Getting Ready for Opening Day – Pace of Play

MLB Addresses the “Pace of Game”

One thing that has separated the game of baseball from the other major sports is that there is no clock in baseball.  And while two new clocks have been installed this week at Safeco Field and the 29 other Major League ballparks, each team will still get its 27 outs per game (if they need all 27).  Teams won’t run out of time, only those valuable outs.

The two clocks (one on the facing of the east end of the left field bleachers; the other behind the plate just below the press box) are there as part of Major League Baseball’s “pace of game initiative.”  For most regular season games (other than national telecasts), both clocks will be set to start at 2:25 for each inning break and pitching change, and the countdown will ensure that the pitcher and leadoff hitter are ready to go on time. Over the years, many breaks have lasted over 3 minutes, mostly because the pitcher and hitter aren’t ready to go.  And there was no clock to follow.

Fans in the ballpark for the opening series against the Angels (April 6-7-8) can keep track of the time between innings right along with the umpires:

  • With 30 seconds left on the clock, the pitcher must throw his final warm-up pitch.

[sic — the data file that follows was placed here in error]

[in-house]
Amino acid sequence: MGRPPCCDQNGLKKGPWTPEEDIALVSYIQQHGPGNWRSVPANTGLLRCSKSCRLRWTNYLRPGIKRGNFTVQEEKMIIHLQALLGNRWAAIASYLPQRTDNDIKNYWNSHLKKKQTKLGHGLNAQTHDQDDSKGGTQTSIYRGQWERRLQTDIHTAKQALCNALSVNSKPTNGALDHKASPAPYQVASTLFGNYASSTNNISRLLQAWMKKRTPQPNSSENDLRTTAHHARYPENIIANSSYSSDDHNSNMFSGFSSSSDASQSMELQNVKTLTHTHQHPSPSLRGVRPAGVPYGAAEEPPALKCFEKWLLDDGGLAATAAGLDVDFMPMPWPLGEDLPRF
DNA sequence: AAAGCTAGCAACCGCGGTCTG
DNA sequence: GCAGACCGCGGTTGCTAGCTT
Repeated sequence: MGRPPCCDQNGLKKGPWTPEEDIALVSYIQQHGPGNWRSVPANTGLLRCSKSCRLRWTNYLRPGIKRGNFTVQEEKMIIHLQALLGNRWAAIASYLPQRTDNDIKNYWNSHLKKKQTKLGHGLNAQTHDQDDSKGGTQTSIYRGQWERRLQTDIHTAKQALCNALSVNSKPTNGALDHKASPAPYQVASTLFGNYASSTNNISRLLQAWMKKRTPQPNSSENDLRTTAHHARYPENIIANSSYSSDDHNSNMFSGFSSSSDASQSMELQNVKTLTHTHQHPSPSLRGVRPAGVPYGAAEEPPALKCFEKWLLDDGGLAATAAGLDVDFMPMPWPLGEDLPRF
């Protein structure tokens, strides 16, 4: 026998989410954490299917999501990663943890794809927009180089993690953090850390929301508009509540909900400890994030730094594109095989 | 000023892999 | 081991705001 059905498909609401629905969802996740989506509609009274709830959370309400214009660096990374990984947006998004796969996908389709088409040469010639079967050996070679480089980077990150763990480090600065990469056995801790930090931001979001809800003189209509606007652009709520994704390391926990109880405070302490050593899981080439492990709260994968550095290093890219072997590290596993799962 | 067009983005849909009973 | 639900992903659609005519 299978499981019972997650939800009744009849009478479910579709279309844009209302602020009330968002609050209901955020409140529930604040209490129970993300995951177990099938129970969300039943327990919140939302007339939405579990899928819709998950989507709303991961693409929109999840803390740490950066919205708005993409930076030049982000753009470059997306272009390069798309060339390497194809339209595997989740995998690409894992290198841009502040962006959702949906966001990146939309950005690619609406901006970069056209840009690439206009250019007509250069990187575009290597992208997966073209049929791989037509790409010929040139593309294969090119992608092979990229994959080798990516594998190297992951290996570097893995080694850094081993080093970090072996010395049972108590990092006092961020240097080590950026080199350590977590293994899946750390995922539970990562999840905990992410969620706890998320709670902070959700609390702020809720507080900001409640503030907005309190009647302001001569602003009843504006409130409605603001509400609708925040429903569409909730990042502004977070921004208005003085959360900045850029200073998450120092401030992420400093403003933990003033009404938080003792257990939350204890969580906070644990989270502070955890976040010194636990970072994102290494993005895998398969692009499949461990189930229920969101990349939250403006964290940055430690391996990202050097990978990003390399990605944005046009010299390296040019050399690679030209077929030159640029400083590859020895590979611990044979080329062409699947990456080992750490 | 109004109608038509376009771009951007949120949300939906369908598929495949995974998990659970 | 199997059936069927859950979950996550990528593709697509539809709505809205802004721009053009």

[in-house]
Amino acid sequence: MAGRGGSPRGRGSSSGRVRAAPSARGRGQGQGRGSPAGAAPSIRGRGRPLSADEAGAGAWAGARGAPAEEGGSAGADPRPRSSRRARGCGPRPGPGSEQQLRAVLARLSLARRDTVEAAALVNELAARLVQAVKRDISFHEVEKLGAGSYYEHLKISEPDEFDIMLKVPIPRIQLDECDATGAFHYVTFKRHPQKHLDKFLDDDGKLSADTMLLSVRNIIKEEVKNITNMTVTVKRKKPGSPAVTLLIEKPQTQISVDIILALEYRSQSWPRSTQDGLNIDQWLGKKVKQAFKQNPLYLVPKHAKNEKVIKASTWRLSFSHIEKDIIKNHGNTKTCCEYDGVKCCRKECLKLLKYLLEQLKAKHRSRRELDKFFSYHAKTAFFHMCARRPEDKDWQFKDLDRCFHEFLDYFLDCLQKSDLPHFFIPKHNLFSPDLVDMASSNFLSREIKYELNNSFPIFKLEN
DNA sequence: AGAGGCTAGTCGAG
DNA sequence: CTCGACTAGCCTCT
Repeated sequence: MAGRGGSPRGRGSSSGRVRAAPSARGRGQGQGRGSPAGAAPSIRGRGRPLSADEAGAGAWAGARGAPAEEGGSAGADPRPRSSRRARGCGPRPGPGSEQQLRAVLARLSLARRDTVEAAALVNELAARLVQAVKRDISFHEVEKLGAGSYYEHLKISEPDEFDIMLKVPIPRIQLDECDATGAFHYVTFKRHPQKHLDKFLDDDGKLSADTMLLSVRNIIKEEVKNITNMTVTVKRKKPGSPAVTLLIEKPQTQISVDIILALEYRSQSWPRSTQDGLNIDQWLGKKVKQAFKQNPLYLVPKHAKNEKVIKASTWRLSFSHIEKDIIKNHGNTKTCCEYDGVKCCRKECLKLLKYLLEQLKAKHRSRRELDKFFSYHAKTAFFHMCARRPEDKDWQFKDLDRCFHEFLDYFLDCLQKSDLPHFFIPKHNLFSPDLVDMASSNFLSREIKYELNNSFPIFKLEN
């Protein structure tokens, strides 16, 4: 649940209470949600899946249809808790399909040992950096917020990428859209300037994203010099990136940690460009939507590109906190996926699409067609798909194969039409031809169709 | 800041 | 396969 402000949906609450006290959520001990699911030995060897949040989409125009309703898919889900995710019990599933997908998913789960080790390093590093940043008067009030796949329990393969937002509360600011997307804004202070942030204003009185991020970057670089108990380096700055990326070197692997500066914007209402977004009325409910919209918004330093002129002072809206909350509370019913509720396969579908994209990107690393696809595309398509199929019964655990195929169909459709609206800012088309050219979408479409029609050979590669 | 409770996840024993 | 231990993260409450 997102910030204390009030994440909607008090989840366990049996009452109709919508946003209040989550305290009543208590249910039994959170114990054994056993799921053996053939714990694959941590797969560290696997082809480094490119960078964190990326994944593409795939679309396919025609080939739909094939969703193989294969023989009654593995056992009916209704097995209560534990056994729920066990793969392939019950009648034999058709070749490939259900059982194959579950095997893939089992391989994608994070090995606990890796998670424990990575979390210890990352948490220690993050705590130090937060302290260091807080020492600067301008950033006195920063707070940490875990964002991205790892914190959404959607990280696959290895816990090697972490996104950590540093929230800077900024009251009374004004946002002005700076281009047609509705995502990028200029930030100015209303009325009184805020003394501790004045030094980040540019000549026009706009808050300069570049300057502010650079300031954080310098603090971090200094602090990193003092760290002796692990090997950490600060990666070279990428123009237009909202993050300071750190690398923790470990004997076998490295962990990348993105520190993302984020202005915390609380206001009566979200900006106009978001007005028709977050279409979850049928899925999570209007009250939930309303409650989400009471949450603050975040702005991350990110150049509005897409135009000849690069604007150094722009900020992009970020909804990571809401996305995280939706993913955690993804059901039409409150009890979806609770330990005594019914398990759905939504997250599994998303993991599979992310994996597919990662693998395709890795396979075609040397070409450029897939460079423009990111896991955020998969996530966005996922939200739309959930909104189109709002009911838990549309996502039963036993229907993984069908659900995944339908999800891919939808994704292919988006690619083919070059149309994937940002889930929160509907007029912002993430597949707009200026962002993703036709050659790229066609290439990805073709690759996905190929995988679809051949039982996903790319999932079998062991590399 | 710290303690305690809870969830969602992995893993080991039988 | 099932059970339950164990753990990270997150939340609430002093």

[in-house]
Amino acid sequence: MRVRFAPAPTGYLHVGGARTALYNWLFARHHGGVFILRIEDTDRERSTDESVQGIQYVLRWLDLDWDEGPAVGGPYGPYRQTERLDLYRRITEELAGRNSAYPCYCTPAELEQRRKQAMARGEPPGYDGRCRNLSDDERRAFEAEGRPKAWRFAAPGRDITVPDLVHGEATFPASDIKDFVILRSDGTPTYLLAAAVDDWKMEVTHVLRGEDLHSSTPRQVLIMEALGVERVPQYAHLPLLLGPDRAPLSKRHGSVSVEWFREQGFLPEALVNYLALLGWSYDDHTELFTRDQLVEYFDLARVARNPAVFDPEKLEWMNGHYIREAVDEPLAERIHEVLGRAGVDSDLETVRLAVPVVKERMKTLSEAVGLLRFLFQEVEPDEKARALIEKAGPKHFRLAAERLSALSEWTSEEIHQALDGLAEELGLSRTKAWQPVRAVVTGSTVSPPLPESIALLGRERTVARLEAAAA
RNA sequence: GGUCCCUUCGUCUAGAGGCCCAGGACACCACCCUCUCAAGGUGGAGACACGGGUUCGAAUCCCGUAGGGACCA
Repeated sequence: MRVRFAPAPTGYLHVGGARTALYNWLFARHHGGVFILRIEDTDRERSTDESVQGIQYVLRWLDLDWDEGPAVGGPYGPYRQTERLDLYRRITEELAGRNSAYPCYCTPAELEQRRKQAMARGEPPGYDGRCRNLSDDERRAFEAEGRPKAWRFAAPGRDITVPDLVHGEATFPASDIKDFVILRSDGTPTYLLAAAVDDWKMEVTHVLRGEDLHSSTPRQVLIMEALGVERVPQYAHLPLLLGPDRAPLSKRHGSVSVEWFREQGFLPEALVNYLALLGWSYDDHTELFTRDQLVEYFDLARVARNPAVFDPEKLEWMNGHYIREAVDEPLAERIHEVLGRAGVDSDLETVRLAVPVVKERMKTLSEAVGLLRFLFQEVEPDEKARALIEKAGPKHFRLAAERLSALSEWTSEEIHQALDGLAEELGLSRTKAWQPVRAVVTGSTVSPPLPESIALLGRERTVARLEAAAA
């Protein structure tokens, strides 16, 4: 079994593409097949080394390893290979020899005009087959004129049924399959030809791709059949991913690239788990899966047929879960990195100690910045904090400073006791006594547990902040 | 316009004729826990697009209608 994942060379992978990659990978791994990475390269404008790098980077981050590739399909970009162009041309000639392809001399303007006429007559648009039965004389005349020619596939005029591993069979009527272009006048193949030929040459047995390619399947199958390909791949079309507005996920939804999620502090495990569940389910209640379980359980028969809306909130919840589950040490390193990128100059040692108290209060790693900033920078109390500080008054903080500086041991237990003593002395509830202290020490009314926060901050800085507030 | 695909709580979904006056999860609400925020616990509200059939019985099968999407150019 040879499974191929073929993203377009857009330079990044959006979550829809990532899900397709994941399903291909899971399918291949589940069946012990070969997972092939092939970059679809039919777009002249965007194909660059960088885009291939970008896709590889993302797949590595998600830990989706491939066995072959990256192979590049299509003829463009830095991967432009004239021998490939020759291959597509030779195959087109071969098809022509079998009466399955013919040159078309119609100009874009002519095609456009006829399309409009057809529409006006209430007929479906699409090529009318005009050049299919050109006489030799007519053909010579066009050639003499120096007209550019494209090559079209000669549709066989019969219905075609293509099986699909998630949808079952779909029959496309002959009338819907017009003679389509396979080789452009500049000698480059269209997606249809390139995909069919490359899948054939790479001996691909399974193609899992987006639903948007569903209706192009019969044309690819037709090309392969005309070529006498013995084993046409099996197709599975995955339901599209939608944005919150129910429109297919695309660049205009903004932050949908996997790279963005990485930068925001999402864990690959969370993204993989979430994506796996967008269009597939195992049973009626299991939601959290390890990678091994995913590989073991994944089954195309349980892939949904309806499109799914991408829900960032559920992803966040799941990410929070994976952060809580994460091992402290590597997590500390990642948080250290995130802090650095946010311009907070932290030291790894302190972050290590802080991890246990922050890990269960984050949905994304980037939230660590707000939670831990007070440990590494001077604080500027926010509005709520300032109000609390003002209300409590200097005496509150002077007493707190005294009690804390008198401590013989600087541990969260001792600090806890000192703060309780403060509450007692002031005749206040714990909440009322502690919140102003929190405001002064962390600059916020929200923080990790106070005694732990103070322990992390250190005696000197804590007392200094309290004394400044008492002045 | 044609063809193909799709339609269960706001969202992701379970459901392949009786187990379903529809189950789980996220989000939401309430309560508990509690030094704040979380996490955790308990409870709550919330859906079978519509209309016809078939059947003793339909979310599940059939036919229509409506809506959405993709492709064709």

• With 25 seconds left, the batter walk-up music will end.
  • The batter must be in the batter’s box with between the 20-second and 5-seconds remaining.
  • The pitcher must begin his windup before the clock runs out.

Keep in mind, there is a difference between “pace of game” and “time of game.”  In 2014, Mariners regular season “time of game” average 2:45, the fastest team in MLB.  Pace of game is meant to keep the game action itself moving along between pitches, between batters and between innings.

One Foot in the Box
Another area of emphasis in 2015 will be the enforcement of rule which requires that all batters must keep at least one foot in the batter’s box during an at-bat.  There are several common sense exceptions to the rule, but generally speaking, this also should improve the pace of play.  Keep an eye on this as the season gets underway.

Here is a visual look at the new pace of game guidelines:

 

 

 

 

 

 

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